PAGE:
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Social Control Theory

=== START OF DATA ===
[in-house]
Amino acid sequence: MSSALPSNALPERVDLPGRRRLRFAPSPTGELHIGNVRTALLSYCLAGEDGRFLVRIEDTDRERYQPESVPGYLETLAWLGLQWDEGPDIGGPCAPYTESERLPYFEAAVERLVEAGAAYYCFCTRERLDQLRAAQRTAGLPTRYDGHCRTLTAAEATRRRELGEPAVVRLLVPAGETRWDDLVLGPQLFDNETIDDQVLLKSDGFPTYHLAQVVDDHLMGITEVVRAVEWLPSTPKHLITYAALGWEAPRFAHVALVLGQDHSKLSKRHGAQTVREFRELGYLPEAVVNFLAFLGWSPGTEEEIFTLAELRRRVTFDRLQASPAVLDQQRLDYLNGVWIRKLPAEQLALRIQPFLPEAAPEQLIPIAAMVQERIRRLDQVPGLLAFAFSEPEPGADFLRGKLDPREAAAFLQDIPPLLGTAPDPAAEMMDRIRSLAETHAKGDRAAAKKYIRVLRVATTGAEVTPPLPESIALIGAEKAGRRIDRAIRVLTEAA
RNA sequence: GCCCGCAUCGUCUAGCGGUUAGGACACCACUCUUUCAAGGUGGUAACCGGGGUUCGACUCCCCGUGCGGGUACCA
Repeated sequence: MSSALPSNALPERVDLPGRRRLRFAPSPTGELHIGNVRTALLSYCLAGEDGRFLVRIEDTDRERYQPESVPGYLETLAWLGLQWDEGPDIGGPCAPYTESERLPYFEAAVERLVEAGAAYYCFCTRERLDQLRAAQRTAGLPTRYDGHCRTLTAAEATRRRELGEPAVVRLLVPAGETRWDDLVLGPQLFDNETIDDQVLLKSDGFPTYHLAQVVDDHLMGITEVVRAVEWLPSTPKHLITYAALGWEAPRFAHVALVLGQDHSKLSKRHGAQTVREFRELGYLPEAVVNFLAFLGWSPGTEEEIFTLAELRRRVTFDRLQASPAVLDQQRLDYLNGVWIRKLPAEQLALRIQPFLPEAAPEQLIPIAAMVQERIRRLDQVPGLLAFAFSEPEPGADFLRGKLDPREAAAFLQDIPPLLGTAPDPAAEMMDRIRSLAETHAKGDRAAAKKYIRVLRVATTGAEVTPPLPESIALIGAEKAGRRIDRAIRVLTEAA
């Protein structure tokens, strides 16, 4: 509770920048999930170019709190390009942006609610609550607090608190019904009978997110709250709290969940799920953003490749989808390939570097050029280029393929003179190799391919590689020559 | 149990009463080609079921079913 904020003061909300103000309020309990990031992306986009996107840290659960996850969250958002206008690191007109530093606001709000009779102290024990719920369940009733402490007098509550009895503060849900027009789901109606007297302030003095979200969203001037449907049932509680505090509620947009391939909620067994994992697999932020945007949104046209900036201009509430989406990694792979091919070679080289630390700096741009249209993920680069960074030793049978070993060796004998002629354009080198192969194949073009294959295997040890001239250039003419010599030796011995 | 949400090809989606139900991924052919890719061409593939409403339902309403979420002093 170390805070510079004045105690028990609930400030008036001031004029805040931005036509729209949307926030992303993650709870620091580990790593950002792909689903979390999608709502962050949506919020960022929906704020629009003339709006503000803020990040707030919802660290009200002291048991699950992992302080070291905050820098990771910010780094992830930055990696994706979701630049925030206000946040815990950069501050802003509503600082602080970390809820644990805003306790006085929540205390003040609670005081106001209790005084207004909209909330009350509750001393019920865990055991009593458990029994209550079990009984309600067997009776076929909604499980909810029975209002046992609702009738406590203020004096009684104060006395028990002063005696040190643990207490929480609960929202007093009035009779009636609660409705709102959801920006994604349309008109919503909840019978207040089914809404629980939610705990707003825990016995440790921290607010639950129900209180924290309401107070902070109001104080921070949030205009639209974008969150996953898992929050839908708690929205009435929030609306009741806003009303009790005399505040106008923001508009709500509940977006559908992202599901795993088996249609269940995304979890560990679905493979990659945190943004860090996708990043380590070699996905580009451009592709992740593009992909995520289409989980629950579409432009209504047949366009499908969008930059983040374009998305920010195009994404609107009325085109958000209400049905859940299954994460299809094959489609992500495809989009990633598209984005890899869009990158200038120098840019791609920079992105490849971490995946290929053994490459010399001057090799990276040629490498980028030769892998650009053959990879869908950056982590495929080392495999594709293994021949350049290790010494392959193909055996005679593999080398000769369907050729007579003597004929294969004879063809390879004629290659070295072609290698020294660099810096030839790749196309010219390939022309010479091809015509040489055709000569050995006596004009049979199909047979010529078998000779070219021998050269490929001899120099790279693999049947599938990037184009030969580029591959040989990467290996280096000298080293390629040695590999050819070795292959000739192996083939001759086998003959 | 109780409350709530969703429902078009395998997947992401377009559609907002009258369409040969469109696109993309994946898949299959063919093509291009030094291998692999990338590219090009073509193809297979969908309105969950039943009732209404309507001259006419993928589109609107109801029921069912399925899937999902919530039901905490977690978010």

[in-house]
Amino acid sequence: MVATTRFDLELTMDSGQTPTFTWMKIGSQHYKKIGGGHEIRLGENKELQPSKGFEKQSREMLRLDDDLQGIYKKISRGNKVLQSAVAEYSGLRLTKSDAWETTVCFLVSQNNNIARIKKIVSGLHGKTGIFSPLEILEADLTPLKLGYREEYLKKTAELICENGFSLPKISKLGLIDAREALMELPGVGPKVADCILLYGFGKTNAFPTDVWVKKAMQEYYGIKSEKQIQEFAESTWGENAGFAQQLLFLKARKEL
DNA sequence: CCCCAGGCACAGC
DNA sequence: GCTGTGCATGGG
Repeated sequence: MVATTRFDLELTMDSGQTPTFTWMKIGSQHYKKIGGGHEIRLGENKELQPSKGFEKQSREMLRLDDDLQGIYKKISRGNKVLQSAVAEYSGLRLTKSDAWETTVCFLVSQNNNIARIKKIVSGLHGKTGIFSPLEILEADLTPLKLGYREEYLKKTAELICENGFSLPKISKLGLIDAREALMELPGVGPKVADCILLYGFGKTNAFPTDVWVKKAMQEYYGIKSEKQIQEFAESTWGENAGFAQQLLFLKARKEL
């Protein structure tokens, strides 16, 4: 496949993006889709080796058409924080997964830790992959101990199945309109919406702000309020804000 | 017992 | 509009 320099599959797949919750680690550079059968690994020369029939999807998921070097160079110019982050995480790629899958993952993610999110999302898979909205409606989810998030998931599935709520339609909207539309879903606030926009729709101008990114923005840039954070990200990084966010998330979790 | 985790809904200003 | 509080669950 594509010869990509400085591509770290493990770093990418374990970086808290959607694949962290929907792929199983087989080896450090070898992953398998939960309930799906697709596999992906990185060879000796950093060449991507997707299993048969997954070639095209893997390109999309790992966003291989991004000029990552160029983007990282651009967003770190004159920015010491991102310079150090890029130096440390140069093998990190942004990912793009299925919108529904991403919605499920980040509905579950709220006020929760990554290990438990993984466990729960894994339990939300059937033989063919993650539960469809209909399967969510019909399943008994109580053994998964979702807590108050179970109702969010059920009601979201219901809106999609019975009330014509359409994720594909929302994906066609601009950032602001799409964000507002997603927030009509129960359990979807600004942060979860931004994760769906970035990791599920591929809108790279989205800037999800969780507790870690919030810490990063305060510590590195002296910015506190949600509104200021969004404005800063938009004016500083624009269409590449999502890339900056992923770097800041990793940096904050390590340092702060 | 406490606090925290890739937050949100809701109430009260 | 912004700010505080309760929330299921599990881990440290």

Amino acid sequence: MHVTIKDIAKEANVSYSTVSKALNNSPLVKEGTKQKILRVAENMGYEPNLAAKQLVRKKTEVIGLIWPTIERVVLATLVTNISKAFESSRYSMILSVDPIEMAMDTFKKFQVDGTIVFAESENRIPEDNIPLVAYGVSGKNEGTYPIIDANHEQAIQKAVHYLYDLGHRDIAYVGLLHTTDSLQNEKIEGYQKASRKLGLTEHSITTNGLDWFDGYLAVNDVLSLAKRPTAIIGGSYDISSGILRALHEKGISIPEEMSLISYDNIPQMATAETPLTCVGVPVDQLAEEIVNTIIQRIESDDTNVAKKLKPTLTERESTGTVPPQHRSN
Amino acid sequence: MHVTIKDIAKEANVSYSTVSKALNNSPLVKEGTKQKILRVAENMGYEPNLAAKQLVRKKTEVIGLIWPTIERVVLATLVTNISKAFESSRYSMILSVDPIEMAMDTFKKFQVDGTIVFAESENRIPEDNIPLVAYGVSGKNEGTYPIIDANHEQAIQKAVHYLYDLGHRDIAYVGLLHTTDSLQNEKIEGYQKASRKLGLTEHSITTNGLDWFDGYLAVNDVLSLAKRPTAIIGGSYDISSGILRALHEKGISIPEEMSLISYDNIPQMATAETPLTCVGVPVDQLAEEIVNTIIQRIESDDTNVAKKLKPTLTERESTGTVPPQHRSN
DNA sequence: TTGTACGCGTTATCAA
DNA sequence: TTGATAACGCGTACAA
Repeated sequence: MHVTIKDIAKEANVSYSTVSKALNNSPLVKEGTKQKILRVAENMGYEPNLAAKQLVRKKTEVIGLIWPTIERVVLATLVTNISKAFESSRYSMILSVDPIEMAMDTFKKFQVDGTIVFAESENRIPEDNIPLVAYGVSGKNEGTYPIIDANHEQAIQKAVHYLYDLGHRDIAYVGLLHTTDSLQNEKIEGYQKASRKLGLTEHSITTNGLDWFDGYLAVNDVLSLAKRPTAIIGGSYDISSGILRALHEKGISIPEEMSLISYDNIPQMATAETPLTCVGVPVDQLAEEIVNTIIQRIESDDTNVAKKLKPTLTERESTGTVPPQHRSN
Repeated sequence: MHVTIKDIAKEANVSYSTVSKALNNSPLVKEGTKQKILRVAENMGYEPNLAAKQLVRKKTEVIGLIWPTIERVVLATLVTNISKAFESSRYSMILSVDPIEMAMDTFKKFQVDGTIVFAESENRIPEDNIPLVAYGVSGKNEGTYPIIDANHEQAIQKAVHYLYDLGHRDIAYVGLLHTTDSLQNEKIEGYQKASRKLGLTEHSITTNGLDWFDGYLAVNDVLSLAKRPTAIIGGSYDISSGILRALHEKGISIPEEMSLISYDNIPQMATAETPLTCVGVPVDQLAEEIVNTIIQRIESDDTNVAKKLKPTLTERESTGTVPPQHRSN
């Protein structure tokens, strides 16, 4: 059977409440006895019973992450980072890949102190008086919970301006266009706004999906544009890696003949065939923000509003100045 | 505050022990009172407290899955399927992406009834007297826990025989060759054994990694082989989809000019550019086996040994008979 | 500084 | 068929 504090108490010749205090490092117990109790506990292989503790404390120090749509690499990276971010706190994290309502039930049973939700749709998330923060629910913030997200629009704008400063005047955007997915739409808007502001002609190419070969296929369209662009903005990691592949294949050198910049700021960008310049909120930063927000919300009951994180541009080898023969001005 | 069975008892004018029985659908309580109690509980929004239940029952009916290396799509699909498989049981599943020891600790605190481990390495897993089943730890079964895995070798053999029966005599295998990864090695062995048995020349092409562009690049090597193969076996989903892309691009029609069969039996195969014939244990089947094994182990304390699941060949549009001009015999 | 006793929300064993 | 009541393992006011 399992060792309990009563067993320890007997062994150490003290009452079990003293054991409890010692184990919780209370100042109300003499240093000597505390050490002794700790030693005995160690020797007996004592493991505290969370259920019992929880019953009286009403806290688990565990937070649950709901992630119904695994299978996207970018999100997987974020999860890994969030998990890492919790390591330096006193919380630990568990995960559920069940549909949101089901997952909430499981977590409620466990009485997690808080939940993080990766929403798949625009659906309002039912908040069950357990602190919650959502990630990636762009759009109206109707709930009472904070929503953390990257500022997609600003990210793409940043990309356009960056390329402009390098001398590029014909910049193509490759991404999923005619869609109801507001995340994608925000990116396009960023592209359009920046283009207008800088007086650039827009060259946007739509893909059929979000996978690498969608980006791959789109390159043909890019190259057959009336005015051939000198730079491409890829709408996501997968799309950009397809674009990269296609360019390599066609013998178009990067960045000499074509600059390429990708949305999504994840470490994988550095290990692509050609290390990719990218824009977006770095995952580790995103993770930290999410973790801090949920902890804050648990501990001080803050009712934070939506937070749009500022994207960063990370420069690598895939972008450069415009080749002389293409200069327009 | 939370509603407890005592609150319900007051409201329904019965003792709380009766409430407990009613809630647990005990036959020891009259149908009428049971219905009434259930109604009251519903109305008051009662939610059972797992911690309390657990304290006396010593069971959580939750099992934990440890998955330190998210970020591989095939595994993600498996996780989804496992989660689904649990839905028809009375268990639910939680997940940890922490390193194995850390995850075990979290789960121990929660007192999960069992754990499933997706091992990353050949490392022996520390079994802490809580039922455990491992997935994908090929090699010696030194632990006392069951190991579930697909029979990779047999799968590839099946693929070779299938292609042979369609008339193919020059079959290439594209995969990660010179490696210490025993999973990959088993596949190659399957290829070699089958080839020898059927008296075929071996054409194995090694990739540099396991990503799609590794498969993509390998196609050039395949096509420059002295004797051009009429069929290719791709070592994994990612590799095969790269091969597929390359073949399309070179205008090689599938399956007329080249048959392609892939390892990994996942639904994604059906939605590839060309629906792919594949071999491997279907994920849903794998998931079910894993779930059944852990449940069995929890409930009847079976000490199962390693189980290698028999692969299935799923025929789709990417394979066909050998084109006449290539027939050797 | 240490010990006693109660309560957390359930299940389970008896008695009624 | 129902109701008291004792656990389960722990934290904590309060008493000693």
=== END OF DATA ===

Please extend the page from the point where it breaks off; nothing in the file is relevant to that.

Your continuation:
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Social control theory has become one of the more widely accepted explanations in the field of criminology in its attempt to account for rates in crime and deviant behavior. Unlike theories that seek to explain why people engage in deviant behavior, social control theories approach deviancy from a different direction, questioning why people refrain from violating established norms, rules, and moralities. The theory seeks to explain how the normative systems of rules and obligations in a given society serve to maintain a strong sense of social cohesion, order and conformity to widely accepted and established norms. Central to this theory is a perspective which predicts that deviant behavior is much more likely to emerge when social constraints and bonds between the individual and rest of society are either weak or simply not present. The bonds that discourage crime are strengthen through relationships between the individual and social institutions such as the family, schools, judicial/policing systems etc. Here, crime and delinquency simply become the products of the systematic failure of social supervision over the deviant individual. While social control theory places great importance upon the normative morality in a given society, the theory still presumes variations in morality in the given society. Derivative hypotheses of social control theory such as self-control theory see crime as the result of the lack of personal self-control (rather than societal control) over deviant desires, abnormal personality attributes and antisocial constitutions. Nevertheless, social control theory stresses the idea that people in a society are likely to commit delinquent or criminal acts when the forces restraining such actions a... ... middle of paper ... ...erica have largely implemented these practices as viable methods to deter crime. The result may have in part produced the overwhelming rates of incarceration and post-incarceration recidivism. While the correlative relationship amongst the four variables may account for some crimes, it is hard to believe that all four variables can account for all crimes. Presumably, those who commit financial crimes on the scale of Bernie Maddoff are often strongly attached to authority figures, committed to normative aspirations, and deeply involved and committed to conventional behavior for most of their lives. Nevertheless, these crimes still occur. Also, the theory seems to merely switch weak social bonds as a cause for deviant behavior as opposed to its inverse; thus this circular logic appears to not make any substation development in reference to why such events occur.
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